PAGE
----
Full-Page Caching – The Need For Speed

Website caching and full-page caching are techniques to speed up the load time of websites. It is a very common practice that is used almost everywhere because of the massive gains it brings to website performance. Caching works by making the webserver much more efficient at doing its job. Full-page caching is a more advanced form of caching so to understand full-page caching let’s begin with normal caching and build from there.

Joe’s Auto-Parts Shop – A Static Web Site

Imagine Joe. He’s a guy that owns and runs a large warehouse full of car parts. At the front of the warehouse is a counter where customers arrive to buy his parts. When a customer arrives to buy some parts the transaction follows this procedure:

  1. The customer hands Joe a list of car parts.
  2. Joe fetches the 1st part and puts it on the counter.
  3. Joe fetches the 2nd part and puts it on the counter.
  4. And so on until the end of the list.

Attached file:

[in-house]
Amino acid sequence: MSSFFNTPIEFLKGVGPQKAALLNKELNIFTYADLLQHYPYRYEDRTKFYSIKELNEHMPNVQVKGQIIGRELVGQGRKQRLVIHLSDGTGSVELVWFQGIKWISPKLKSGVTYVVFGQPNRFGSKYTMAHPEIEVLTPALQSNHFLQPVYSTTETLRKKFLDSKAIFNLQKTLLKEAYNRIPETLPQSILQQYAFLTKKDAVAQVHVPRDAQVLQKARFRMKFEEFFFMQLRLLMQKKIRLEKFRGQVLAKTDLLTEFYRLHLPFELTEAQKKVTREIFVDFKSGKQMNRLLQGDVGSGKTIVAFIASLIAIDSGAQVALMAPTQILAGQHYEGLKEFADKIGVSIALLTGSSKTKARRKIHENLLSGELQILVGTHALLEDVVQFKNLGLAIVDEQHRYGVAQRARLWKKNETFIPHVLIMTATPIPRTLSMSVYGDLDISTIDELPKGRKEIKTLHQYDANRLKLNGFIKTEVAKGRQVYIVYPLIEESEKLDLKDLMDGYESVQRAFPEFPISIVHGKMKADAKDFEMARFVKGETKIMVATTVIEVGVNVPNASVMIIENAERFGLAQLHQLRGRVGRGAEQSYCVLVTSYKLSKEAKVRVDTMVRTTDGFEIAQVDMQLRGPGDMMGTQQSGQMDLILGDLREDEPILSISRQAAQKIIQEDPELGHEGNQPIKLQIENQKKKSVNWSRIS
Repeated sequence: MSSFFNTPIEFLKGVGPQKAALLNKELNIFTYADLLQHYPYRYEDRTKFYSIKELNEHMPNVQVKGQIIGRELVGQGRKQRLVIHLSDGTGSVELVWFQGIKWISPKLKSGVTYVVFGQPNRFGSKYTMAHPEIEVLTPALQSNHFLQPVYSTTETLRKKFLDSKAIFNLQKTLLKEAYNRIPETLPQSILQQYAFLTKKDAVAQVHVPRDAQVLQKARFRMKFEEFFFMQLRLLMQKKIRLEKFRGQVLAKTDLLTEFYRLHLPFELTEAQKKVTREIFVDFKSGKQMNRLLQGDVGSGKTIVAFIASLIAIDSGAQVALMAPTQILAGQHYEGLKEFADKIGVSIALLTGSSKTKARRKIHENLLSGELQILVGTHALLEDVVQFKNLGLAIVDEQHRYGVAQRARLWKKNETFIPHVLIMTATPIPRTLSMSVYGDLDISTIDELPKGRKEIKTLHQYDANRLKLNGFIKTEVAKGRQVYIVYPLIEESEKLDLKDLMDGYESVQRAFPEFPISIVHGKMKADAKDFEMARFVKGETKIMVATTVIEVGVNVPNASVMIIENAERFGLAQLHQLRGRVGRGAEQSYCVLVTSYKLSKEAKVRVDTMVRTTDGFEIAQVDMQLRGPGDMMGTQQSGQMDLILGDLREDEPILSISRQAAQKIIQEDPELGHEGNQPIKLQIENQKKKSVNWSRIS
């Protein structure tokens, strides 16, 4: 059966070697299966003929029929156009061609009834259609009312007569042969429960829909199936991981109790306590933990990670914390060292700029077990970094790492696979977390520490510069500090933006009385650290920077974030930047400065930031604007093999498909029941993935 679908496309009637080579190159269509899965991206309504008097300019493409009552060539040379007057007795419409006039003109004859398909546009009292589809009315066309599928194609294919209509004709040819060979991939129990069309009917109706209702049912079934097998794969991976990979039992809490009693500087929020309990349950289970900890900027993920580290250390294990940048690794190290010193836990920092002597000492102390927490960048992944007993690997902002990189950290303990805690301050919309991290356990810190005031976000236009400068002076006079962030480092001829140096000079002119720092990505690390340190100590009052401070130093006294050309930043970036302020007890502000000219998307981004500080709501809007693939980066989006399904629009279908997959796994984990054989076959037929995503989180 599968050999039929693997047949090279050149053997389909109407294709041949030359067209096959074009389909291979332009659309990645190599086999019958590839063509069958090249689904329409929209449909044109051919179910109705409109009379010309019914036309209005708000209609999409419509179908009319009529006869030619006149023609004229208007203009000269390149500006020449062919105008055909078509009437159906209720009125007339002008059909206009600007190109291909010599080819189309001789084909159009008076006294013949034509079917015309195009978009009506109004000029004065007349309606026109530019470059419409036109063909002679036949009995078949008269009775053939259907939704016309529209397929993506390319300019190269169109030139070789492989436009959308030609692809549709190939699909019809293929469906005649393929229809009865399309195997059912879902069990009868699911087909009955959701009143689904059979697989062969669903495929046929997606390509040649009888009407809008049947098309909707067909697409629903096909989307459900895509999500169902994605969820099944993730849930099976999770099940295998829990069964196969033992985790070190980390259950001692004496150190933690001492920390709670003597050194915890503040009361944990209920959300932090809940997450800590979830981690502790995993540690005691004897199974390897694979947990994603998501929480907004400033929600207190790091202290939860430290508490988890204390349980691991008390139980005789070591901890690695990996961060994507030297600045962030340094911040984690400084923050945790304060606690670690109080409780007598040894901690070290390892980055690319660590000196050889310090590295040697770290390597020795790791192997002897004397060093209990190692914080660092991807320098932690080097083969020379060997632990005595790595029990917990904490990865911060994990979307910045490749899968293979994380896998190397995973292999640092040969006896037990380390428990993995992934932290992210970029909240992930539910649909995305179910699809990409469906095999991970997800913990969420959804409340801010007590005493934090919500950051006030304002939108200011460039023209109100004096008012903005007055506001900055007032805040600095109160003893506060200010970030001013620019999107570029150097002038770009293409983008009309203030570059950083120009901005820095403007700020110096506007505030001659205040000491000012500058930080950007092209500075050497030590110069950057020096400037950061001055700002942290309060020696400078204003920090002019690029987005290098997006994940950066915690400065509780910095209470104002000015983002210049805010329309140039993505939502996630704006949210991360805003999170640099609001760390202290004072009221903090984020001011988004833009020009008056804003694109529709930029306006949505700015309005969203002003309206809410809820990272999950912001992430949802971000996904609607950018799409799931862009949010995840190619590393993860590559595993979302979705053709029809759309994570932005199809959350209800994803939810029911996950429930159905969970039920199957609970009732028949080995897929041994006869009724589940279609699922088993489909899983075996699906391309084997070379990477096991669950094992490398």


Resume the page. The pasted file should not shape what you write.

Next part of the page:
5. The customer pays and leaves.

So how does this apply to a static website?

A static website is one that does not use any databases, PHP scripts, or any other programs. Think of a simple website that is only HTML pages and images. Joe and his warehouse represent the parts of this simple website like this:

  • The warehouse is the physical server.
  • Joe is the webserver software e.g. Apache
  • The car parts are the files that make up a website e.g. images and HTML files.

The procedure for serving this simple site is:

  1. A browser requests a web page from Apache running on the server.
  2. Apache reads the 1st file from the disk and sends it to the browser.
  3. Apache reads the 2nd file from the disk and sends it to the browser.
  4. And so on until it has fetched everything.
  5. The browser displays the completed webpage.

This setup works fine for small websites but quickly fails under pressure.

Joe Gets Busy – Caching Saves The Day

Joe’s system works well until he starts to get busy. So busy in fact that he is spending most of his time walking from the counter and into the warehouse that and he can’t keep up with all the new customers.